Through the years, Caesar blossomed and flourished. The dog that had regular intense seizures and who had been so very frightened of people, became sociable – and even – friendly to strangers.  He loved his “rides in the car” and our other dogs.  We all as a family moved to Dallas in 1995. In 1998, Caesar was diagnosed with osteosarcoma and given six months to live. I provided hospice care, but it was probably the most painful experience I’ve ever had, and I grieved his loss every day until he actually died on December 28. After his death, I could not contain my despair and sadness.  I was inconsolable.  Grief is cumulative, I had lost much and many, and Caesar’s death was the straw that broke the camel’s back.  There was no one to turn to in the Metroplex for help.  Out of my own profound grief, I became a grief counselor and , as a volunteer, created the SPCA of Texas' Pet Grief Counseling program so that others could be helped to cope with and recover from their own grief over the loss of a beloved pet.I also wrote my first book, “When Your Pet Dies” for children and created an accompanying CD. The book and CD are used in schools across the country.

Eight books later, I can only marvel over the many gifts and profound Life Lessons Caesar provided me – and so many others. The Pet Grief Counseling Program, now celebrating its 16th anniversary, offers help and hope not only locally but to people all over the country and the world. Caesar’s legacy is one of true, unconditional love and loyalty– and, most importantly, his legacy lives on…


From the moment I first saw her, I knew Shasta and I were meant to be together. Her calm, steady nature, coupled with her gentleness, desire to please and sheer joy in living were just the qualities I needed to combat the almost daily panic attacks from which I suffered. She became my service dog, going everywhere with me for over 2 years. Daily I relied on her to alert me to an impending panic attack so that I could head it off. She was incredible, and gave me back my life.

I kept Shasta after I didn’t need her any more as a service dog, loving her every minute. Losing Shasta when she was 13 ½ was devastating. I was inconsolable and fell into a depression. I couldn’t even see dogs on pet store commercials without crying. I had to do something with my pain. But what?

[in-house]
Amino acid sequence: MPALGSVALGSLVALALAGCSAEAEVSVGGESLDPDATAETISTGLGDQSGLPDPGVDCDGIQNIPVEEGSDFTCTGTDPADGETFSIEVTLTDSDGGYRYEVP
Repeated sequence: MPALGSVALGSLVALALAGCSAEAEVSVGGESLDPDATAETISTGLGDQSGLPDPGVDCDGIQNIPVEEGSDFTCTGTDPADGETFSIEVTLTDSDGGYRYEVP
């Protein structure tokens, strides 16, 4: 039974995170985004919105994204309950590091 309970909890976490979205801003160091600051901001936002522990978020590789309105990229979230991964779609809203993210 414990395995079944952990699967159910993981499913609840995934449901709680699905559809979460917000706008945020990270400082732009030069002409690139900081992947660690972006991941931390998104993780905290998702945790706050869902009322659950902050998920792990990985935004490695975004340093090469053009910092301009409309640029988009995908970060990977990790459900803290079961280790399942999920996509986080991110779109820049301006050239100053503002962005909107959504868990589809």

My cousin told me about the Pet Grief Group at the SPCA of Texas, and I went, hoping to find solace in my loss. I did. I found others who had loved their furry family members like I loved Shasta. People knew exactly what I was going through, the heavy daily grief I was living in. They were all at different stages in their grief walks, but that didn’t matter. They listened, cried with me and gave me hope that someday I would feel better. I went for a few months and still visit occasionally so that I might give back to someone else the love and support I found in the group.

I still miss Shasta, and always will, but now I can smile when I remember our walks and the way she used to talk with me, rather than falling on the sofa in a heap of tears. She became part of my heart, but today I am thankful I was able to know her and love her. The Grief Group gave me a place to safely share and grow through the pain of losing her to the joy of having had her in my life.

What the Pet Grief Group Means

I was asked by Pet Grief Group facilitator Donna to please submit a paragraph or so about how this essential program helped me through a sad time in my life. I am sorry it has taken me so long to submit just these few words.

I would also like to put in a plug for Pet Grief program volunteers  Donna, Lou and of course program creator Diane Pomerance. These ladies are awesome and are exceptional goodwill ambassadors for the SPCA of Texas.

Okay here's what the Pet Grief Group means to me:

In a cruel twist of fate the one I was mourning was the only one who could truly understand the depth of my grief, or so I thought?

Through the SPCA of Texas Pet Grief Group and their wonderful volunteers, I have been able to connect with others who have loved and lost a furbaby. This group is caring, determined and united in their devotion to healing the broken hearts of grieving pet parents

Thank you SPCA of Texas, I am forever grateful to you for the gift of my beloved Luke and the coping skills I learned to deal with his passing.


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SPCA of Texas Voices

"I'm absolutely in LOVE with Kitty (formerly Kaleigh). I know her name isn't original at all but I just started calling her that until I could think of a name and it just stuck - it's so her! I've attached two photos - she's seriously the most beautiful kitty in the world! She loves to steal tennis balls and bones from her dog sister - she thinks she's a dog! She enjoys going for walks and car rides, snuggling with mom, bird watching, drinking from the sink, playing with her pipe cleaners and getting into mom's makeup in the mornings. I couldn't 'imagine life without her. She's the absolute best!"

Laureen Jankins

Pet Owner